How big is the Amazon?
Fresh water is a basic requirement for life, yet surprisingly, our knowledge of the volume and fluxes of water on floodplains and in rivers is poor. This is especially true outside of industrialized regions. Given this paucity of data, floodplain hydrology and flow hydraulics research are critical for understanding climate, biogeochemical fluxes, wetlands ecology, flood hazards, and water resource management. For example, the exchange of water between a river and its floodplain governs nutrient and sediment delivery necessary for ecological habitats whereas the vast floodplain water surface provides for both evaporation and CO2 evasion. Recent developments in satellite remote sensing promise more accurate monitoring of freshwater resources and better prediction of floods and droughts. Because of its size, the Amazon floodplain is a primary target. The GRACE satellite system provides a coarse, 3 degree by 3 degree spatial assessment of the volume on and flux of water through the floodplain at 15-day intervals. At a finer spatial resolution, our interferometric SAR measurements show that temporal changes in flood water heights (dh/dt) are more complex than typically assumed, and the water flows are not easily prescribed by discharge down the main channel and floodplain topography alone. Two-dimensional measurements of floodwater elevations and changes (dh/dt, and slope, dh/dx) are not routinely available, yet are critical to understanding the role of floodplains and wetlands in mitigating flood hazards, controlling biogeochemical cycles and promoting biodiversity. Thus, an international team is proposing the Surface Water Ocean Topography (SWOT aka WATER HM) satellite to routinely map the ever changing distribution of the world's water. Ohio State University through its Climate, Water, and Carbon Program is a partner in SWOT research and development.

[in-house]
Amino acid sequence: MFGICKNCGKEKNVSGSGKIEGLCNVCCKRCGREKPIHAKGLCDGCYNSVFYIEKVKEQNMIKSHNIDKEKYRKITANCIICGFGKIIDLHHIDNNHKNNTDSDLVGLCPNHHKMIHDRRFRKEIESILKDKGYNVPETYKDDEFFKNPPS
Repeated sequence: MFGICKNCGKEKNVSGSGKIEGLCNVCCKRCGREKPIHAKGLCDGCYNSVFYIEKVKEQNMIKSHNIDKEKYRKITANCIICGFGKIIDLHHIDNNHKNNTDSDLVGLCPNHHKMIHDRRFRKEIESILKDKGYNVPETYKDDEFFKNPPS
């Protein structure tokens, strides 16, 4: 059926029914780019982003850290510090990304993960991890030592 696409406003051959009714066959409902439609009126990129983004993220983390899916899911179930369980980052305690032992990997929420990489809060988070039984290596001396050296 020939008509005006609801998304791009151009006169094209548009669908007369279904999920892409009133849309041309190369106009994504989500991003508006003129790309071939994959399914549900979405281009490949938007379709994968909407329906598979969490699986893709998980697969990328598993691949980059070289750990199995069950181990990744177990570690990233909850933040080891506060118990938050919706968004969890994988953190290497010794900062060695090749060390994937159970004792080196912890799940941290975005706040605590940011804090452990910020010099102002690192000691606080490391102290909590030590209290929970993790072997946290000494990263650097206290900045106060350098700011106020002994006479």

Contact: Doug Alsdorf